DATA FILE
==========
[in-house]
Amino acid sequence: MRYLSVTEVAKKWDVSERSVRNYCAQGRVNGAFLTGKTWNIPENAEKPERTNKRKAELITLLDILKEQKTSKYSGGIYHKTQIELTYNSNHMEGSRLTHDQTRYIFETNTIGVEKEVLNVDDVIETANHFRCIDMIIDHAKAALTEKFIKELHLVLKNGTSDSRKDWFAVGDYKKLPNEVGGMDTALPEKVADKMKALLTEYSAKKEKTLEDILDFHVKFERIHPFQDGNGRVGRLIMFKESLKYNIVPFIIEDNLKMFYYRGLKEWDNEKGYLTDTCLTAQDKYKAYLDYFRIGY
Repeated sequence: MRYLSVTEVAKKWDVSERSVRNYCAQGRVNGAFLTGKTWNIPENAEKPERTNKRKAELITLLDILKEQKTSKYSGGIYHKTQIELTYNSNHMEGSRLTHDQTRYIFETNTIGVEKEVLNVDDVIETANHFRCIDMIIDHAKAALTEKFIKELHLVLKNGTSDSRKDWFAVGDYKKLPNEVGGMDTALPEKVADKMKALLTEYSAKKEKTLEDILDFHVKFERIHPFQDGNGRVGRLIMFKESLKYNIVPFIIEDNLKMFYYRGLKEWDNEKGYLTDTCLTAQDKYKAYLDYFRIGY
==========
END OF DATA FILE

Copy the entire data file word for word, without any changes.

[in-house]
Amino acid sequence: MRYLSVTEVAKKWDVSERSVRNYCAQGRVNGAFLTGKTWNIPENAEKPERTNKRKAELITLLDILKEQKTSKYSGGIYHKTQIELTYNSNHMEGSRLTHDQTRYIFETNTIGVEKEVLNVDDVIETANHFRCIDMIIDHAKAALTEKFIKELHLVLKNGTSDSRKDWFAVGDYKKLPNEVGGMDTALPEKVADKMKALLTEYSAKKEKTLEDILDFHVKFERIHPFQDGNGRVGRLIMFKESLKYNIVPFIIEDNLKMFYYRGLKEWDNEKGYLTDTCLTAQDKYKAYLDYFRIGY
Repeated sequence: MRYLSVTEVAKKWDVSERSVRNYCAQGRVNGAFLTGKTWNIPENAEKPERTNKRKAELITLLDILKEQKTSKYSGGIYHKTQIELTYNSNHMEGSRLTHDQTRYIFETNTIGVEKEVLNVDDVIETANHFRCIDMIIDHAKAALTEKFIKELHLVLKNGTSDSRKDWFAVGDYKKLPNEVGGMDTALPEKVADKMKALLTEYSAKKEKTLEDILDFHVKFERIHPFQDGNGRVGRLIMFKESLKYNIVPFIIEDNLKMFYYRGLKEWDNEKGYLTDTCLTAQDKYKAYLDYFRIGY